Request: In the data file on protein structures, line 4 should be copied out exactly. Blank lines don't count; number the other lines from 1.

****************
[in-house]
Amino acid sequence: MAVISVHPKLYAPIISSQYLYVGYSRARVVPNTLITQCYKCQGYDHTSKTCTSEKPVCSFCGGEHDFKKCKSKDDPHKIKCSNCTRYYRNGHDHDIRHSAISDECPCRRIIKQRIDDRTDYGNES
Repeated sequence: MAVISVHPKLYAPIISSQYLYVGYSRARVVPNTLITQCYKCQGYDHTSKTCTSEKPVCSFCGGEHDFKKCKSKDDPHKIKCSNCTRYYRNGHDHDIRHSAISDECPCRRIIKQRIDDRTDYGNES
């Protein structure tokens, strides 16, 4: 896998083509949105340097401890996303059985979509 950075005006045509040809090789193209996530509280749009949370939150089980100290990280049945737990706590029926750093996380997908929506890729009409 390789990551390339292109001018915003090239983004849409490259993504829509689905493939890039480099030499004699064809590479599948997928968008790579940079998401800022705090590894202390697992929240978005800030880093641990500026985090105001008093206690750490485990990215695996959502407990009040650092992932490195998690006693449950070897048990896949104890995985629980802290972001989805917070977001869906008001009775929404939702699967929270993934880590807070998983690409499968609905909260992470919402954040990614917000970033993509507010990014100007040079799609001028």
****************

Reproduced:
């Protein structure tokens, strides 16, 4: 896998083509949105340097401890996303059985979509 950075005006045509040809090789193209996530509280749009949370939150089980100290990280049945737990706590029926750093996380997908929506890729009409 390789990551390339292109001018915003090239983004849409490259993504829509689905493939890039480099030499004699064809590479599948997928968008790579940079998401800022705090590894202390697992929240978005800030880093641990500026985090105001008093206690750490485990990215695996959502407990009040650092992932490195998690006693449950070897048990896949104890995985629980802290972001989805917070977001869906008001009775929404939702699967929270993934880590807070998983690409499968609905909260992470919402954040990614917000970033993509507010990014100007040079799609001028």